Litsy A to Z 2017 Read Harder Recommendations

Reading Challenges Complete!

I know, it took me long enough this year. Well, I didn’t quite finish the Nobel Women that I’m planning to get through, but they’re sprinkled in and I’m working on it. I did, however, finish both the 2017 Read Harder Challenge and the Litsy A to Z Challenge. While I’d love to do both of these again, I think I’m going to stick to Read Harder for a third year and challenge myself to some shelf control. I have far too many books that I haven’t read and really need to get to them.

I will admit that I did make some substitutions along the way, more than I really wanted to. I like sitting down and planning the books for the challenges but also find that I read so many that fit and then get short on time and well, I think you all know how it goes. So, here are the official lists and links to the reviews!

2017 Read Harder Challenge:

  1. Read a book about sports: Swimming to Antarctica: Tales of Long Distance Swimmer by Lynne Cox
  2. Read a debut novel: The God of Small Things by Arundhati Roy
  3. Read a book about books: Reading Lolita in Tehran: A Memoir in Books by Azar Nafisi
  4. Read a book set in Central or South America, written by a Central or South American author: I, Rigoberta Menchú: An Indian Woman in Guatemala by Rigoberta Menchú, translated by Ann Wright or My Invented Country: A Nostalgic Journey Through Chile by Isabel Allende, translated by Margaret Sayers Peden
  5. Read a book by an immigrant or with a central immigration narrative: The Namesake by Jhumpa Lahiri
  6. Read an all-ages comic: Lumberjanes/Gotham Academy Volume 1
  7. Read a book published between 1900 and 1950To the Lighthouse by Virginia Woolf
  8. Read a travel memoir: The Good Girl’s Guide to Getting Lost: A Memoir of Three Continents, Two Friends, and One Unexpected Adventure by Rachel Friedman
  9. Read a book you’ve read before: A Wrinkle in Time by Madeleine L’Engle
  10. Read a book that is set within 100 miles of your location: The Handmaid’s Tale by Margaret Atwood
  11. Read a book that is set more than 5000 miles from your location: This Child Will Be Great: Memoir of a Remarkable Life by Africa’s First Woman President by Ellen Johnson Sirleaf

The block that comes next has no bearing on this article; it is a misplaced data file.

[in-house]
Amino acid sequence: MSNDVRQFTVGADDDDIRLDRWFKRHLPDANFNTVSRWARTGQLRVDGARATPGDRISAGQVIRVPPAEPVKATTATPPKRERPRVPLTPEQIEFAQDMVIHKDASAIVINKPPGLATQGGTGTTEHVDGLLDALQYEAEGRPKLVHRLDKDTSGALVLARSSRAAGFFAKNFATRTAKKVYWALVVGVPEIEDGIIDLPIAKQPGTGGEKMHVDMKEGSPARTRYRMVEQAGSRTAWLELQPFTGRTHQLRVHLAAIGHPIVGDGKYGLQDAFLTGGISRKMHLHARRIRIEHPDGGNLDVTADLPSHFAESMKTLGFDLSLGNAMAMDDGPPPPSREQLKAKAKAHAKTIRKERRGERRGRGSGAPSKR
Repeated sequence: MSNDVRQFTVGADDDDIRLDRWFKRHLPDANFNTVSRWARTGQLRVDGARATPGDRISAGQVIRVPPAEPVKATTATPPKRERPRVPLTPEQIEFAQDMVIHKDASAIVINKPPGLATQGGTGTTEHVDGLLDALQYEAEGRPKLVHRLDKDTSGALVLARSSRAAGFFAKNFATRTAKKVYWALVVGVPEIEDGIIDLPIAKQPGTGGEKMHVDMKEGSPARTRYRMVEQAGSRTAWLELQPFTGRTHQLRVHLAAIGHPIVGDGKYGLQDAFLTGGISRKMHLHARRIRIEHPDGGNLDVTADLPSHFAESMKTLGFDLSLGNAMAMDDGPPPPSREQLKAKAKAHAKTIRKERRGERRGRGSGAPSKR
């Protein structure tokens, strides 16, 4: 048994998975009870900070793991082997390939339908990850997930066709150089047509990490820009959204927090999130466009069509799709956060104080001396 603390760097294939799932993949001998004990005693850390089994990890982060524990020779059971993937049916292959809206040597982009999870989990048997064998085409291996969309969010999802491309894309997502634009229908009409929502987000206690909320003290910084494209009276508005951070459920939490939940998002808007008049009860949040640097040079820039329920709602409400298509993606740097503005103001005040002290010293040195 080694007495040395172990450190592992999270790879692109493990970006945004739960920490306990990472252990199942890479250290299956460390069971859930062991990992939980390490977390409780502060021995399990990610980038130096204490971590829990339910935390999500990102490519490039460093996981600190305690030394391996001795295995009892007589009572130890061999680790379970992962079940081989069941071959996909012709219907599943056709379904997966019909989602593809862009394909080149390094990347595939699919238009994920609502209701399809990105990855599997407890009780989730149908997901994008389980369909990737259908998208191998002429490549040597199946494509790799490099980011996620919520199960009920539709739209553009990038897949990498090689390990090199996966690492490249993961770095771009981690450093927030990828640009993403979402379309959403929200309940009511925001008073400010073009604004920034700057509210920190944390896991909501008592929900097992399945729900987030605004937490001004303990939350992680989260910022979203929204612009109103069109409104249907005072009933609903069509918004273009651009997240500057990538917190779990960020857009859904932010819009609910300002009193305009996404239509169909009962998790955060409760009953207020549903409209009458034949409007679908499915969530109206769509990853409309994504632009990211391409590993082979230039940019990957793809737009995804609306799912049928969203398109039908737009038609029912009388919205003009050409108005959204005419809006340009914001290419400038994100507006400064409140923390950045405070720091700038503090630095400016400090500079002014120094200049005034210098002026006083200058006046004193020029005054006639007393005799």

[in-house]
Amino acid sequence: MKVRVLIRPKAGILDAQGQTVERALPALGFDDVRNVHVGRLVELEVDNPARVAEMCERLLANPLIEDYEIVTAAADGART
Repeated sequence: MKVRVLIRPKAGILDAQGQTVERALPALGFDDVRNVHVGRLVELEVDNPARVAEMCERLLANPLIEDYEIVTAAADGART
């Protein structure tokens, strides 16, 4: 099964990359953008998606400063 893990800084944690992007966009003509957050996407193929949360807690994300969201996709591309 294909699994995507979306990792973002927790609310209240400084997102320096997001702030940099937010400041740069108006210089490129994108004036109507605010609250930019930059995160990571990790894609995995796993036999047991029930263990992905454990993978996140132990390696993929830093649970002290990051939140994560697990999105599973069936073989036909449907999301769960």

12. Read a fantasy novel: Zodiac by Romina Russell
  13. Read a nonfiction book about technology: Rise of the Rocket Girls: The Women Who Propelled Us, from Missiles to the Moon to Mars by Nathalia Holt
  14. Read a book about war: Ashley’s War: The Untold Story of a Team of Women Soldiers on the Special Ops Battlefield by Gayle Tzemach Lemmon
  15. Read a YA or middle grade novel by an author who identifies as LGBTQ+: The Archived by Victoria Schwab
  16. Read a book that has been banned or frequently challenged in your country: The Glass Castle: A Memoir by Jeannette Walls
  17. Read a classic by an author of color: The Woman Warrior: Memoirs of a Girlhood Among Ghosts by Maxine Hong Kingston
  18. Read a superhero comic with a female lead: Invincible Iron Man: Ironheart
  19. Read a book in which a character of color goes on a spiritual journey (From Daniel José Older, author of Salsa Nocturna, the Bone Street Rumba urban fantasy series, and YA novel ShadowshaperA Tale for the Time Being by Ruth Ozeki
  20. Read an LGBTQ+ romance novel (From Sarah MacLean, author of ten bestselling historical romance novels) Tell Me Again How a Crush Should Feel by Sara Farizan
  21. Read a book published by a micropress. (From Roxane Gay, bestselling author of AyitiAn Untamed StateBad Feminist, Marvel’s World of Wakanda, and the forthcoming Hunger and Difficult WomenThe Floating Garden by Emma Ashmere
  22. Read a collection of stories by a woman. (From Celeste Ng, author Everything I Never Told You and the forthcoming Little Fires EverywhereBloodchild and other Stories by Octavia E. Butler
  23. Read a collection of poetry in translation on a theme other than love. (From Ausma Zehanat Khan, author of the Esa Khattak/Rachel Getty mystery series, including The Unquiet DeadThe Language of Secrets, and the forthcoming Among the RuinsMadwomen: The “Locas mujeres” Poems of Gabriela Mistral, a Bilingual Edition or Map: Collected and Last Poems by Wisława Szymborska, translated by Clare Cavanagh and Stanisław Barańczak
  24. Read a book wherein all point-of-view characters are people of color. (From Jacqueline Koyanagi, author of sci-fi novel AscensionDear Zari: The Secret Lives of the Women of Afghanistan by Zarghuna Kargar

 

Litsy A to Z:

I really love these challenges because they get me to make a decision on some specific books I’m reading this year which in turn gets me reading the books that are important to me but not as available as I’d like. I’m looking forward to making plans for next year!

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4 comments

  1. Bravo, Heather! I don’t know how you have the time or energy! I fall asleep a lot when I read. That’s almost like a bucket list accomplishment!!! Love you, Mom

    Sent from my iPhone

    >

    Liked by 1 person

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